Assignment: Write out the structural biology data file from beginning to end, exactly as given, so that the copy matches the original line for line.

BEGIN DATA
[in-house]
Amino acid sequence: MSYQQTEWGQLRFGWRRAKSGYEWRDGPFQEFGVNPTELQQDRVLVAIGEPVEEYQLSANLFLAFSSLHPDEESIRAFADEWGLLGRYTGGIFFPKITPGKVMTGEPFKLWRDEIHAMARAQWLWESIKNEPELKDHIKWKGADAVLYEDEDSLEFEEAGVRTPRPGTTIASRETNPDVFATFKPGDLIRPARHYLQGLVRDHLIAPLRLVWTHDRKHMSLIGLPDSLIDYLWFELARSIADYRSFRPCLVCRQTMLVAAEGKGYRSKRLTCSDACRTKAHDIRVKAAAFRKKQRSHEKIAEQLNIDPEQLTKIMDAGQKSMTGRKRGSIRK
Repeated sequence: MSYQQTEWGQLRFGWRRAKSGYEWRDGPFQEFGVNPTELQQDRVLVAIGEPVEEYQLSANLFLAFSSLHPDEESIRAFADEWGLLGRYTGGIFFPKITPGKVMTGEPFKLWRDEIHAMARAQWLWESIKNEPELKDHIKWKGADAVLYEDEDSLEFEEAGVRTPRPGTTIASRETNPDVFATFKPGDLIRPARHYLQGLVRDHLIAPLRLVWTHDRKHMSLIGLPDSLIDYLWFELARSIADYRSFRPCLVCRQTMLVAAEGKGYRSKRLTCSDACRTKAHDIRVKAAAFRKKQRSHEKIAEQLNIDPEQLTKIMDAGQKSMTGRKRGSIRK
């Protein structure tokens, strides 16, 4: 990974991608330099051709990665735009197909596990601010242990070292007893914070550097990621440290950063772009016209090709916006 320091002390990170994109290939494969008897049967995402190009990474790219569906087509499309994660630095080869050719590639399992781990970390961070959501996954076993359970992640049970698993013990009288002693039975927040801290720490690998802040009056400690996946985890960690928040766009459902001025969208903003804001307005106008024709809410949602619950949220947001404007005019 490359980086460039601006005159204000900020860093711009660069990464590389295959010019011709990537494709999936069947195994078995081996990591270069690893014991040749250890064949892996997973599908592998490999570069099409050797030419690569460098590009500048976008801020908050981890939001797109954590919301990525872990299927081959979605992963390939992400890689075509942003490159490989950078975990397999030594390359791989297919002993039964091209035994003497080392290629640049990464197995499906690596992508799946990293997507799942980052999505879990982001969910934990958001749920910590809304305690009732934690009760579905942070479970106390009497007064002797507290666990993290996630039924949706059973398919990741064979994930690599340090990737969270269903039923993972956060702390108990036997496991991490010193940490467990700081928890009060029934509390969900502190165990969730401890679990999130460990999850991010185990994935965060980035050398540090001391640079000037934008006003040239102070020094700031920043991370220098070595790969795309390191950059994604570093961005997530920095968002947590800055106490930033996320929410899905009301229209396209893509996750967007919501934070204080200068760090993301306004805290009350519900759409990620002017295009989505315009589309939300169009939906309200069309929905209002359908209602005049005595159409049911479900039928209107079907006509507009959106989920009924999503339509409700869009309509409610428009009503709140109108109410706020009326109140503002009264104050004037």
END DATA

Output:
[in-house]
Amino acid sequence: MSYQQTEWGQLRFGWRRAKSGYEWRDGPFQEFGVNPTELQQDRVLVAIGEPVEEYQLSANLFLAFSSLHPDEESIRAFADEWGLLGRYTGGIFFPKITPGKVMTGEPFKLWRDEIHAMARAQWLWESIKNEPELKDHIKWKGADAVLYEDEDSLEFEEAGVRTPRPGTTIASRETNPDVFATFKPGDLIRPARHYLQGLVRDHLIAPLRLVWTHDRKHMSLIGLPDSLIDYLWFELARSIADYRSFRPCLVCRQTMLVAAEGKGYRSKRLTCSDACRTKAHDIRVKAAAFRKKQRSHEKIAEQLNIDPEQLTKIMDAGQKSMTGRKRGSIRK
Repeated sequence: MSYQQTEWGQLRFGWRRAKSGYEWRDGPFQEFGVNPTELQQDRVLVAIGEPVEEYQLSANLFLAFSSLHPDEESIRAFADEWGLLGRYTGGIFFPKITPGKVMTGEPFKLWRDEIHAMARAQWLWESIKNEPELKDHIKWKGADAVLYEDEDSLEFEEAGVRTPRPGTTIASRETNPDVFATFKPGDLIRPARHYLQGLVRDHLIAPLRLVWTHDRKHMSLIGLPDSLIDYLWFELARSIADYRSFRPCLVCRQTMLVAAEGKGYRSKRLTCSDACRTKAHDIRVKAAAFRKKQRSHEKIAEQLNIDPEQLTKIMDAGQKSMTGRKRGSIRK
């Protein structure tokens, strides 16, 4: 990974991608330099051709990665735009197909596990601010242990070292007893914070550097990621440290950063772009016209090709916006 320091002390990170994109290939494969008897049967995402190009990474790219569906087509499309994660630095080869050719590639399992781990970390961070959501996954076993359970992640049970698993013990009288002693039975927040801290720490690998802040009056400690996946985890960690928040766009459902001025969208903003804001307005106008024709809410949602619950949220947001404007005019 490359980086460039601006005159204000900020860093711009660069990464590389295959010019011709990537494709999936069947195994078995081996990591270069690893014991040749250890064949892996997973599908592998490999570069099409050797030419690569460098590009500048976008801020908050981890939001797109954590919301990525872990299927081959979605992963390939992400890689075509942003490159490989950078975990397999030594390359791989297919002993039964091209035994003497080392290629640049990464197995499906690596992508799946990293997507799942980052999505879990982001969910934990958001749920910590809304305690009732934690009760579905942070479970106390009497007064002797507290666990993290996630039924949706059973398919990741064979994930690599340090990737969270269903039923993972956060702390108990036997496991991490010193940490467990700081928890009060029934509390969900502190165990969730401890679990999130460990999850991010185990994935965060980035050398540090001391640079000037934008006003040239102070020094700031920043991370220098070595790969795309390191950059994604570093961005997530920095968002947590800055106490930033996320929410899905009301229209396209893509996750967007919501934070204080200068760090993301306004805290009350519900759409990620002017295009989505315009589309939300169009939906309200069309929905209002359908209602005049005595159409049911479900039928209107079907006509507009959106989920009924999503339509409700869009309509409610428009009503709140109108109410706020009326109140503002009264104050004037």